Black Man of the South

Charles STEARNS

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Item#: 115658 price:$1,100.00

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FIRST EDITION, PRESENTATION/ASSOCIATION COPY, OF THE BLACK MAN OF THE SOUTH, AND THE REBELS, 1872, INSCRIBED TO AMERICAN AUTHOR AND THEOLOGIAN INCREASE TARBOX

STEARNS, Charles. The Black Man of the South, and the Rebels; or, The Characteristics of the Former, and the Recent Outrages of the Latter. New York and Boston: American News and N.E. News, 1872. Octavo, original burgundy cloth. $1100.

First edition, presentation copy, of this narrative about African American society in the South during Reconstruction, inscribed to a prominent New England author and theologian: "Increase N. Tarbox. West Newton. 1875. Presented by the Author."

"In The Black Man of the South and the Rebels, published in 1872, Stearns denounced [presidential candidate Horace] Greeley's philosophy of 'root hog or die' [i.e. letting Southern Blacks fend for themselves], arguing that even a hog could not root without a snout. In his view, provisions for land and education, far beyond anything that was then available to blacks, were absolutely essential. Arguing that 'the black man possesses all the natural powers that we possess,' he pointed out that the blacks had not yet recovered from the degrading effects of slavery and were unable, even under Radical Reconstruction, to compete successfully or maintain their rights in the face of a bitterly hostile Southern white population" (Frederickson, et al., 194). This work also contains some of the earliest accounts of the Ku Klux Klan. Blockson 2367. Howes S907. This presentation copy is inscribed to Increase N. Tarbox, a member of the prominent New England Tarbox family. Tarbox had a varied career during which he served as pastor of the Framingham, Massachusetts Congregational Church, editor of The Congregationalist, and secretary of the American Education Society. Tarbox wrote extensively on history, religion and philosophy, generally from his own perspective as a conservative theologian. Owner signature.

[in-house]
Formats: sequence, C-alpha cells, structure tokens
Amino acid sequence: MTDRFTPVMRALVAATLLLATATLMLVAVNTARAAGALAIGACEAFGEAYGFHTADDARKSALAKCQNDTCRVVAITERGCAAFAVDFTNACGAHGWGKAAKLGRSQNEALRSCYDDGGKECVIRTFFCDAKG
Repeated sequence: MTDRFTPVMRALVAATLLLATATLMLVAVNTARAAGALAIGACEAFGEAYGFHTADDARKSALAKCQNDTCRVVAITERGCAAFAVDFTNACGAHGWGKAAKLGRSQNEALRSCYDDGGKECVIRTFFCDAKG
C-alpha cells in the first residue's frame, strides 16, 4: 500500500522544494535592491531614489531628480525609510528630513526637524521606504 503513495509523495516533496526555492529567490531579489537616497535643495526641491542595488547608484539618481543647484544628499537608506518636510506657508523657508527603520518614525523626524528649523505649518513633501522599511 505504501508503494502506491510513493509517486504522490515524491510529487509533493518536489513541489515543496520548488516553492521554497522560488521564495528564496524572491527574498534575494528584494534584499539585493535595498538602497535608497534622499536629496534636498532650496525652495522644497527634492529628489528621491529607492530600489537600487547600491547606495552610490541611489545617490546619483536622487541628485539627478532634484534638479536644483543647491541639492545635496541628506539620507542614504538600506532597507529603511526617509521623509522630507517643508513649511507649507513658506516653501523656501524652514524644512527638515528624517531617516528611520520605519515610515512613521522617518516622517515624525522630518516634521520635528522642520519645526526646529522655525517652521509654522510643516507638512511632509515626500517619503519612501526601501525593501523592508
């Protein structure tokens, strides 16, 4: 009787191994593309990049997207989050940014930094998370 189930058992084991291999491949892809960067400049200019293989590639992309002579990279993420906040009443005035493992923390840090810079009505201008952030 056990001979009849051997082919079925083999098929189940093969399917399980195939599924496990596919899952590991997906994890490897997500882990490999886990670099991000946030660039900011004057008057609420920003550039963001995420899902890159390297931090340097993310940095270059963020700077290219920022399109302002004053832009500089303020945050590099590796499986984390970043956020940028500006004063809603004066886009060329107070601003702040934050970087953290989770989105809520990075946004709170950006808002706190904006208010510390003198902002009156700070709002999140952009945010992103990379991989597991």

Scattered staining to first few leaves, only slight soiling and light wear to cloth. A near-fine copy.

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